Noah Smith: Clean up lead before it wrecks more American lives

In this Thursday, April 19, 2018, photo, an excavator sits at the site of a house demolition in Detroit. The city has torn down more than 14,000 structures over the past four years. Concern over contaminated dust from lead-based paint in older houses has resulted in the city pushing back some demolitions in parts of the city where elevated blood lead levels have been found in children. (AP Photo/Carlos Osorio)

When I was a kid, my dad half-joked that the Roman Empire fell because the Romans used lead to make their pipes, thus poisoning their drinking water supply. Even at age 7, I found that one hard to believe.

But maybe, in some crucial ways, my dad was on to something. Strong evidence shows that lead is a uniquely toxic substance that can wreak permanent and devastating changes on both the human brain and a human life. Leads is also still ubiquitous in the U.S.

Like the Romans, the U.S. uses lead to supply water - about a third of all U.S. water systems use lead pipes. And until just a few years ago, plumbing fixtures containing as much as 8 percent lead could be sold as "lead-free." When those pipes become corroded, as they often do, people start consuming lead. And don't be misled by the photos of brownish-yellow water coming out of pipes in the famously lead-contaminated city of Flint, Michigan - lead in drinking water is generally colorless, tasteless and odorless.

People are breathing and eating lead too. Many houses built before 1978 have lead paint in them, sometimes buried under more recent coats of paint. When the old lead paint chips, cracks, crumbles or gets eroded by water, lead particles are released, and gets swallowed and inhaled by kids. Even worse, the lead dust often gets into the soil, where it can get into garden plants, kids play in it, and it can even contaminate local water supplies.

When kids ingest lead, it gets stored in their bones, kidneys, liver and brains. It's the last of these that is particularly insidious. Scientists continue to find ways that lead damages brain function, but that doesn't explain exactly how the brain damage will contribute to altered behavior and consciousness. The only way to determine that is to examine the behavior of children who were exposed to lead (since children are more susceptible to the metal's effects). Kids with high levels of lead in their blood do worse on tests, have trouble paying attention and do poorly in a number of other visible ways.

In the past, only children with blood-lead concentrations of 10 micrograms per deciliter were considered exposed to lead. But a number of studies from around the world have shown that even lower levels can have major deleterious effects on brain function. So even though official levels of lead poisoning have gone down substantially in rich countries - especially after the banning of leaded gasoline - there are still probably a very large number of American children whose personalities and cognitive capacities are being altered.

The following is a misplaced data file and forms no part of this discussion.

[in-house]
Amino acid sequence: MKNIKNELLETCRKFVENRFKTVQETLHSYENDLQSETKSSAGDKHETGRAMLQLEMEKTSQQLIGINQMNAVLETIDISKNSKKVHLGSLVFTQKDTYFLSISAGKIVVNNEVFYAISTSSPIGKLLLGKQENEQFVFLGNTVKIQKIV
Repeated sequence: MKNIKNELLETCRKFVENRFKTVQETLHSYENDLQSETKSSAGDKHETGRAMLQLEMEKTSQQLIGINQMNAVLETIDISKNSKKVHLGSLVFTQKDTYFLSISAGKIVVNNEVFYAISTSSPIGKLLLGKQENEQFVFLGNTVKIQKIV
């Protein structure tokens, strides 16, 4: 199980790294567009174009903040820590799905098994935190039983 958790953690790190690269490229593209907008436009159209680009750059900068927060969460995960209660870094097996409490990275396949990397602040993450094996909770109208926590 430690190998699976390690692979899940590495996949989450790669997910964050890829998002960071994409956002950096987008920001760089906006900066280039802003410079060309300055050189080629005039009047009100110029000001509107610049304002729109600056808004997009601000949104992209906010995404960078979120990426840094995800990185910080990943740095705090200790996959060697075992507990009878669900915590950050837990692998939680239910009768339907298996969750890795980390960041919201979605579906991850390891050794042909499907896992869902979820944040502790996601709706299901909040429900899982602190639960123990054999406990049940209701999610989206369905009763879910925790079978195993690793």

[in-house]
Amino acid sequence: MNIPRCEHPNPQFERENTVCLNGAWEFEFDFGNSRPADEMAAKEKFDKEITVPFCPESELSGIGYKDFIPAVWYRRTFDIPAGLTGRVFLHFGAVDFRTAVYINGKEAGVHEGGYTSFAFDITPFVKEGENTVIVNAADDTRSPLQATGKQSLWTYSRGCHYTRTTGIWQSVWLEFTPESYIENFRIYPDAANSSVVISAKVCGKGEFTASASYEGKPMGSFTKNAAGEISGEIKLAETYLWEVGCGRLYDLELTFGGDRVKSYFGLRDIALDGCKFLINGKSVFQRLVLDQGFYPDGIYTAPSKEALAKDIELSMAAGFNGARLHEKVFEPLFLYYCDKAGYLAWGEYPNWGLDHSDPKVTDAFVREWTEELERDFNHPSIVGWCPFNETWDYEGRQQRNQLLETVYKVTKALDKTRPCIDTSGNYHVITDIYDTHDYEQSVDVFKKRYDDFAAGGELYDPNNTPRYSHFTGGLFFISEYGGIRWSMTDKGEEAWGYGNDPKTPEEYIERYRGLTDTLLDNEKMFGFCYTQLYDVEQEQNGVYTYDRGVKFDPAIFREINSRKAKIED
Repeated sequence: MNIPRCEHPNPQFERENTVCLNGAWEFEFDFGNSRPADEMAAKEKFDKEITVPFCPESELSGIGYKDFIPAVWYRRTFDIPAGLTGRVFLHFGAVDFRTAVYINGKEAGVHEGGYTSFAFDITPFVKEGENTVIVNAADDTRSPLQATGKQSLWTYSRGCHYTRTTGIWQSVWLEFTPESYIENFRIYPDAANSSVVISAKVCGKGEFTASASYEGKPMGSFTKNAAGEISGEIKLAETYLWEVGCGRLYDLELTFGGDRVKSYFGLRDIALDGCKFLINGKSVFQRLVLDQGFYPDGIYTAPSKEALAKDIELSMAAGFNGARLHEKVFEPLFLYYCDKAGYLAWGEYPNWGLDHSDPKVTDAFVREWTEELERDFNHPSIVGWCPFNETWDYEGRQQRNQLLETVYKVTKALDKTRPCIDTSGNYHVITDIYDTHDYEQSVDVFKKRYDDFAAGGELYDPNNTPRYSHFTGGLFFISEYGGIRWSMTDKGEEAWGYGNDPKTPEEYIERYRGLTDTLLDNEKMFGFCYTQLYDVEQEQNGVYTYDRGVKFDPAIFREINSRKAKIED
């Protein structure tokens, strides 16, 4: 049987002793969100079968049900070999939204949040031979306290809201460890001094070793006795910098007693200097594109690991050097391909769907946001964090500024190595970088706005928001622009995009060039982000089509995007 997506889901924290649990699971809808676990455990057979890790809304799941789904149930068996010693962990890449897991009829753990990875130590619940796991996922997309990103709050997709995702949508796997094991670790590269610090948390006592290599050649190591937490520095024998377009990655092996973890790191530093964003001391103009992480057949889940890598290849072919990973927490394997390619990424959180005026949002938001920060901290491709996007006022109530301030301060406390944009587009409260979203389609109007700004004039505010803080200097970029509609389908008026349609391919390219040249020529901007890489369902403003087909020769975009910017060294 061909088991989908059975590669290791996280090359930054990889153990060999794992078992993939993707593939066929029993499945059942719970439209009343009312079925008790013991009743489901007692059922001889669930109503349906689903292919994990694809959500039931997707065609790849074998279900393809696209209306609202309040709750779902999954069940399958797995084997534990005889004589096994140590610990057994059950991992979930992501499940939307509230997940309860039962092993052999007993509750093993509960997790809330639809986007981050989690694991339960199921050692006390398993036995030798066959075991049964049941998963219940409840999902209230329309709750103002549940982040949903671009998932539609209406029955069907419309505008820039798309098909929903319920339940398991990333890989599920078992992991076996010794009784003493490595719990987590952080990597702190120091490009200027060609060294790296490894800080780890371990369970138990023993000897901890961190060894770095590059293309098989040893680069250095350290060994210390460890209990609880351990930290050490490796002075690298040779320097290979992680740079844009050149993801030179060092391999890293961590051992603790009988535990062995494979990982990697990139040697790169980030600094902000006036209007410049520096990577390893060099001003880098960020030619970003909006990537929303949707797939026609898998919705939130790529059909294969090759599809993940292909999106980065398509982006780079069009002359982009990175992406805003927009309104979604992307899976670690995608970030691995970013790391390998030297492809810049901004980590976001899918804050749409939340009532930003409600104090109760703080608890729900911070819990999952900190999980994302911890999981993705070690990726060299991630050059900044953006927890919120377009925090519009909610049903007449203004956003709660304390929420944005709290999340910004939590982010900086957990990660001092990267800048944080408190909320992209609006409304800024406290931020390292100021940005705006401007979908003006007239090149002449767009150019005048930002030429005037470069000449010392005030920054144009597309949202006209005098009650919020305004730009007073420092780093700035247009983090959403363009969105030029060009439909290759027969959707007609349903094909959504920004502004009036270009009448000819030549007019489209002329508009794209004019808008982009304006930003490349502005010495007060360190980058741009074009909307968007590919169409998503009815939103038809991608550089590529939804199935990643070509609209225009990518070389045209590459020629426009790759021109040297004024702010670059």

Perhaps the worst consequence of this silent brain damage is crime. Mother Jones writer Kevin Drum has been tireless in collating the vast pile of evidence regarding the link. Much of the research focuses on making sure that it's not poverty or other social factors causing the correlation between lead and crime.

For example, a 2018 paper by Anna Aizer and Janet Currie use the banning of leaded gasoline, together with families' proximity to roads, to estimate the effect of lead on school suspensions and juvenile detention in Rhode Island, while looking at differences between siblings to control for family disadvantage. They find that when blood lead falls by one microgram per decileter, the probability of a boy being sent to juvenile detention falls by a jaw-dropping 27 to 74 percent. The biggest effects were for poor African-American boys. Most of these students had blood lead levels well below the official cutoff for lead poisoning, showing the destructive effects of even small amounts of the metal.

A 2019 paper by economists Stephen Billings and Kevin Schnepel addresses the question from another important angle. The authors identify lead-poisoned children who were eligible for interventions, including blood lead reduction, in Charlotte, North Carolina, and compared them to children who just missed the cutoff for intervention. Tracking the kids throughout their lives, they find much lower crime rates among those who had received the interventions.

These are only two particularly well-done studies amid a growing mountain of evidence on the link between lead and crime. This evidence suggests that cleaning up lead paint, replacing lead pipes, and removing lead from soil could have major beneficial effects for those cities still wracked by high levels of violence.

So far, lead cleanup hasn't been a central issue for most of the Democratic presidential candidates. An exception is Texas' Julian Castro, who has released a comprehensive and detailed plan for lead remediation, detection and treatment throughout the U.S. The plan, which would cost only $5 billion a year for 10 years - a tiny percentage of the federal budget - could do a lot to reduce the country's still-high levels of violence, crime, school delinquency and other form of social pathology. Hopefully other candidates will soon follow suit with plans of their own.

Lead poisoning may not send the U.S. down the path of ancient Rome. But just in case, we should clean up all the lead.

| Courtesy Noah Smith, op-ed mug.

Noah Smith is a Bloomberg Opinion columnist. He was an assistant professor of finance at Stony Brook University, and he blogs at Noahpinion.